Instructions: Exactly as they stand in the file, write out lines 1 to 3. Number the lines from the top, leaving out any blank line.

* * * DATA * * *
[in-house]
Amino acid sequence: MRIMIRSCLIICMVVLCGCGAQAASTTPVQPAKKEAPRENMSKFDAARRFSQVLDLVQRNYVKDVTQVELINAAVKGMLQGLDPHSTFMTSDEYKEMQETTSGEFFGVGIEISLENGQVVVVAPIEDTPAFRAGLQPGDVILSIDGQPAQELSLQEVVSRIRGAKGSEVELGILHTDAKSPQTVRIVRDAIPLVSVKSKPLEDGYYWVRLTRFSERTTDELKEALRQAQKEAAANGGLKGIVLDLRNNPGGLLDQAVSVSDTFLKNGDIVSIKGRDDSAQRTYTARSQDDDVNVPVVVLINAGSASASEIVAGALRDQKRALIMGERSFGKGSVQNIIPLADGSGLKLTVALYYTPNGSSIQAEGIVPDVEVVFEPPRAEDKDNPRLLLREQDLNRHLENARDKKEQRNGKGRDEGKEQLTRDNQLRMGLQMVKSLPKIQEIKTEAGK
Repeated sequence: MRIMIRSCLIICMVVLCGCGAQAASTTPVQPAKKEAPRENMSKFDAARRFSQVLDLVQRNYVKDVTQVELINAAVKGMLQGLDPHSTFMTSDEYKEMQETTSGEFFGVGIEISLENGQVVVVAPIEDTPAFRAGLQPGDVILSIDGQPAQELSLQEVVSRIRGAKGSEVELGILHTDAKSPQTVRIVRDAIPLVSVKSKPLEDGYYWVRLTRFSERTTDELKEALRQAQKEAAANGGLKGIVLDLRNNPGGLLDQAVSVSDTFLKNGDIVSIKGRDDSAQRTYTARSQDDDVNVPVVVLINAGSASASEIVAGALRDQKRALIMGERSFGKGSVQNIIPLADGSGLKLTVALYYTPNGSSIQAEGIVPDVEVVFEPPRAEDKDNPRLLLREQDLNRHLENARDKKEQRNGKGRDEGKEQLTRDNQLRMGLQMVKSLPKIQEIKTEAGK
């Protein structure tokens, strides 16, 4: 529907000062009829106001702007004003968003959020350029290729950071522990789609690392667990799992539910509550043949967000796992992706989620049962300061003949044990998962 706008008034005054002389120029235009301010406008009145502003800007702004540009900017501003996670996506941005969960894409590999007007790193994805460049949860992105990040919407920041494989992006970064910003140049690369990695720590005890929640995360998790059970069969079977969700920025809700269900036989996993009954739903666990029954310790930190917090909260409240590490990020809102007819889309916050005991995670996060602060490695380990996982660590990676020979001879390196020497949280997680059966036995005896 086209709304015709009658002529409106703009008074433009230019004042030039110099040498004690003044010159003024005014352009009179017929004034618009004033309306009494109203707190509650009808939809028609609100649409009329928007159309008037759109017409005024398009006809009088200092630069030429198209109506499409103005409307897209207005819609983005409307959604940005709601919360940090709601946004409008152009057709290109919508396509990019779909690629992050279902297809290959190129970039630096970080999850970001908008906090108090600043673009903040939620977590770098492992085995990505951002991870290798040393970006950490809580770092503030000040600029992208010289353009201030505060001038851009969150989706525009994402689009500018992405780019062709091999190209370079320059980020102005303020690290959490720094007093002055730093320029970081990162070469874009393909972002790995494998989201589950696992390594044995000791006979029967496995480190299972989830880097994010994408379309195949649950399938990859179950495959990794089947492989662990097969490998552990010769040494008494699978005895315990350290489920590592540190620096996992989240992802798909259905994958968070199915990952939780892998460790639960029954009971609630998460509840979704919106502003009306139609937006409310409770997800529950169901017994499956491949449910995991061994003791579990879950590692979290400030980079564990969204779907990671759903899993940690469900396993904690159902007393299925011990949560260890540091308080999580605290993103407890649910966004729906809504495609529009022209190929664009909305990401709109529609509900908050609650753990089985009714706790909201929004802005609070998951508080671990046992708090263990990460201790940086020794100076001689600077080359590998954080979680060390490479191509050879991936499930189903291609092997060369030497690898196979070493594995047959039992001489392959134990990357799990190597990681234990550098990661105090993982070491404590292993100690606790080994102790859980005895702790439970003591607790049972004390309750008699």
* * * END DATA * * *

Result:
[in-house]
Amino acid sequence: MRIMIRSCLIICMVVLCGCGAQAASTTPVQPAKKEAPRENMSKFDAARRFSQVLDLVQRNYVKDVTQVELINAAVKGMLQGLDPHSTFMTSDEYKEMQETTSGEFFGVGIEISLENGQVVVVAPIEDTPAFRAGLQPGDVILSIDGQPAQELSLQEVVSRIRGAKGSEVELGILHTDAKSPQTVRIVRDAIPLVSVKSKPLEDGYYWVRLTRFSERTTDELKEALRQAQKEAAANGGLKGIVLDLRNNPGGLLDQAVSVSDTFLKNGDIVSIKGRDDSAQRTYTARSQDDDVNVPVVVLINAGSASASEIVAGALRDQKRALIMGERSFGKGSVQNIIPLADGSGLKLTVALYYTPNGSSIQAEGIVPDVEVVFEPPRAEDKDNPRLLLREQDLNRHLENARDKKEQRNGKGRDEGKEQLTRDNQLRMGLQMVKSLPKIQEIKTEAGK
Repeated sequence: MRIMIRSCLIICMVVLCGCGAQAASTTPVQPAKKEAPRENMSKFDAARRFSQVLDLVQRNYVKDVTQVELINAAVKGMLQGLDPHSTFMTSDEYKEMQETTSGEFFGVGIEISLENGQVVVVAPIEDTPAFRAGLQPGDVILSIDGQPAQELSLQEVVSRIRGAKGSEVELGILHTDAKSPQTVRIVRDAIPLVSVKSKPLEDGYYWVRLTRFSERTTDELKEALRQAQKEAAANGGLKGIVLDLRNNPGGLLDQAVSVSDTFLKNGDIVSIKGRDDSAQRTYTARSQDDDVNVPVVVLINAGSASASEIVAGALRDQKRALIMGERSFGKGSVQNIIPLADGSGLKLTVALYYTPNGSSIQAEGIVPDVEVVFEPPRAEDKDNPRLLLREQDLNRHLENARDKKEQRNGKGRDEGKEQLTRDNQLRMGLQMVKSLPKIQEIKTEAGK